He was easily the most normal of the bunch, even though he was special in his very own way.
He didn't need to be the avatar of Death to be himself.
He didn't need to be the Messiah to be himself.
He didn't need to be loved by everyone to be himself.
Indeed, one could argue that Souji Seta had the best grasp over his personality, his thoughts and his actions.
It was not always like this, however.
Once, Souji Seta felt that he was always alone.
That he would never truly have anyone beside him, that he would never have true friends and family.
Perhaps it was the toll of his lifestyle. He was always drifting from place to place, after all, due to his parents' work. He never really had the chance or the opportunity to grow close to other people.
As time went by, he turned that slight resentment into a cool mask of perfection.
The mask that would last him through meetings and partings, the mask that would shield him from being sad, from crying over the fact that he would never find a friend to call his own.
People flocked around him, of course. He had always been especially charismatic, unconsciously even. He could emphasize and feel deeply for other people, and underneath that stoic front, was a soul that was sensitive beyond compare.
How else did he know what problems his friends were facing all the time? How else could he understand Yukiko Amagi's dilemma over choosing to break free and follow her path, or subject herself unwillingly to tradition? How else could he understand Chie Satonaka's desperate bid to find strength, to protect those she held dear? How else could he understand Nanako's desire for family?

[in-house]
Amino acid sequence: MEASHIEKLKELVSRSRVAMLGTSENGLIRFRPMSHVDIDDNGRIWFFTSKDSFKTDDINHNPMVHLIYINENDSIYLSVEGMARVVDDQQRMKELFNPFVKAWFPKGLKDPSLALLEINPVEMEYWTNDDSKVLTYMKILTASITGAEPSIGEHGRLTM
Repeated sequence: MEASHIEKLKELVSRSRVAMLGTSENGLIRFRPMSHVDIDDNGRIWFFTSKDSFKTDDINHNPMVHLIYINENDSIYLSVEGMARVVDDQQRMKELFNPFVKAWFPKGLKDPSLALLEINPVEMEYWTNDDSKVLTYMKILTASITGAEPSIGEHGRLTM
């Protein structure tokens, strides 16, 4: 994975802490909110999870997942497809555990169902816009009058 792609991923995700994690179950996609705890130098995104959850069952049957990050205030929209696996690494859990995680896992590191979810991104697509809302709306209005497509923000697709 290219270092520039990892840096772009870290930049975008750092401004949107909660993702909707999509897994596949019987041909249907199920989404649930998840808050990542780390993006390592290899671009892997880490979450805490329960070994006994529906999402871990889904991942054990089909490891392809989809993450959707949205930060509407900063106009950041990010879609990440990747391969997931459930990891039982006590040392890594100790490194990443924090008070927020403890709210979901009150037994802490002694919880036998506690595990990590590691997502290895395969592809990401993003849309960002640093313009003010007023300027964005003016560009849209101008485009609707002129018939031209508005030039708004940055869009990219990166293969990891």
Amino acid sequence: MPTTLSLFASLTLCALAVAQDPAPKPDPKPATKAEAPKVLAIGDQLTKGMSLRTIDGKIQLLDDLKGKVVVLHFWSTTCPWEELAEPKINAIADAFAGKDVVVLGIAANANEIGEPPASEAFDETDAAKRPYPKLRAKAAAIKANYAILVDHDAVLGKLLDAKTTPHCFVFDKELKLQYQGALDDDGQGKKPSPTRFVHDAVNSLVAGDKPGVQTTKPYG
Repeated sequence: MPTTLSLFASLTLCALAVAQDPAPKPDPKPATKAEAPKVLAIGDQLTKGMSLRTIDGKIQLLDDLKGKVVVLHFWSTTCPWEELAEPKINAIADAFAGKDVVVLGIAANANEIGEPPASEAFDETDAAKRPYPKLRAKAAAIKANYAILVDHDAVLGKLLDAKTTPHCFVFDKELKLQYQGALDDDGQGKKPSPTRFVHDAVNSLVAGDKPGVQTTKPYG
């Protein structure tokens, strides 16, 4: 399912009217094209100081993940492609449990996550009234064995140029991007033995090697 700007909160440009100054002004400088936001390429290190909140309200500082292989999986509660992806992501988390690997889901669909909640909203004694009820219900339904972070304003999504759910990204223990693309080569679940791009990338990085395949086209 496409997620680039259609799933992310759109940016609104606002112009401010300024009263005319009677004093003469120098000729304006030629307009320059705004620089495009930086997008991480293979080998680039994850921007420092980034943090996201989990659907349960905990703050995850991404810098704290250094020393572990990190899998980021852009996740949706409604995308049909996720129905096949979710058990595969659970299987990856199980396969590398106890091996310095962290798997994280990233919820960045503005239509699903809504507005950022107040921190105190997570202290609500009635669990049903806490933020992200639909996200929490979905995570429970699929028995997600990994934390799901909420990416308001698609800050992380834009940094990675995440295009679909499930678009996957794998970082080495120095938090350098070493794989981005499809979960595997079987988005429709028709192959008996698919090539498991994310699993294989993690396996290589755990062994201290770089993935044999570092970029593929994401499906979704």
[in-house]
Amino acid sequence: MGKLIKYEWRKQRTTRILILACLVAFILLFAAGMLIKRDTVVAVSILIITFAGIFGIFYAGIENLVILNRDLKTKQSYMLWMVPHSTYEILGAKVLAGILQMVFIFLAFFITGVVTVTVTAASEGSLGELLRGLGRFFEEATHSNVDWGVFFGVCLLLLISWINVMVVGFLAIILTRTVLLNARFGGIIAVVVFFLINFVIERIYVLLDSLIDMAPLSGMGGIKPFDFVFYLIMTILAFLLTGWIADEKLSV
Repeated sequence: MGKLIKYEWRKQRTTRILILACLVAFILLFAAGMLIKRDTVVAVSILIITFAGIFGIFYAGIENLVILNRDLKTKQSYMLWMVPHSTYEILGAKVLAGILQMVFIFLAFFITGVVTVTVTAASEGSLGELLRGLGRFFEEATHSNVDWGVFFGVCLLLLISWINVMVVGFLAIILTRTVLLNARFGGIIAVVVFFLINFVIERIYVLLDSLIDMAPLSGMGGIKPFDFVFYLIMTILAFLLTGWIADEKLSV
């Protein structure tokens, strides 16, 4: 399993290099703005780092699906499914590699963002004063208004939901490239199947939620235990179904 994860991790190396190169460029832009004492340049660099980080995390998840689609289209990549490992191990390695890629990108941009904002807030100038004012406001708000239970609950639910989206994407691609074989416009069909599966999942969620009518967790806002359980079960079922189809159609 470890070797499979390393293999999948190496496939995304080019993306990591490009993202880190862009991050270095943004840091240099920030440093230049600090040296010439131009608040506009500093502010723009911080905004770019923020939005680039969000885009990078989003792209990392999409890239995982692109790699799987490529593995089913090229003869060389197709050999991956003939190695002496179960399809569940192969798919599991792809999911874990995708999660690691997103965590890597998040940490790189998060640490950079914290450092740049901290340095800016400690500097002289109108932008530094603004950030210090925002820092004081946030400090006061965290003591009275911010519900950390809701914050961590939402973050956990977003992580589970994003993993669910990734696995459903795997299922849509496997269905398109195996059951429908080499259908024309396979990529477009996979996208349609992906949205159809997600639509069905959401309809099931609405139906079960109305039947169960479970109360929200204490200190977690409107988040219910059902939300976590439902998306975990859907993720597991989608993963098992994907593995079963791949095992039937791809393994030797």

He could put himself in the shoes of anyone, and slowly, his personality grew to become all-compassing.
And he was the epitome of a leader.
He didn't actively want to lead, of course. However, he would somehow find himself always taking on leadership roles, in schoolwork, in projects, in everything that he did.
And he found himself liking it. The fact that people depended on him made him happy, in a sense.
All Wild Cards are paradoxes.
Minato Arisato could be seen as being quiet and distant, but he exhibited another side of himself in battle, in smiting everything in his path.
Hamuko Arisato could be seen as being happy, bubbly and fearless, but she exhibited another, more vulnerable side to herself at times, especially when no one else was around.
Souji Seta wanted to keep others away from him, hence the mask, so that he didn't have to be hurt any longer. However, he found himself actively reaching out to them, helping them, leading them.
And he came to Yasoinaba with the same mentality.
He told himself to get it over with. That he should not grow too close to anyone in Yasoinaba. After all, after some time, he would be leaving, and most likely, never returning to this rural, homely town.
Entering the television had been a total accident, and it spiraled into something bigger.
And in saving others, in helping people conquer themselves, Souji Seta began to understand one thing.
That he didn't need a Shadow.
He had already conquered his fear of being alone, a long time ago.
The Star inside him shone brightly, removing all traces of fear and doubt.
In the end, he reached out to the bright, inner strength inside himself.
It gave him serenity.
It gave him peace.
And most importantly, as Souji Seta looked at the people he had already helped and saved, it gave him proof of his existence.
That he was important.
And that he would never truly be alone.
Souji Seta did not need to be a Messiah to be himself.
Because he had already found out who he truly was.
An exceptionally normal human being, with the capability of understanding everyone.
And that was what made him exceptional.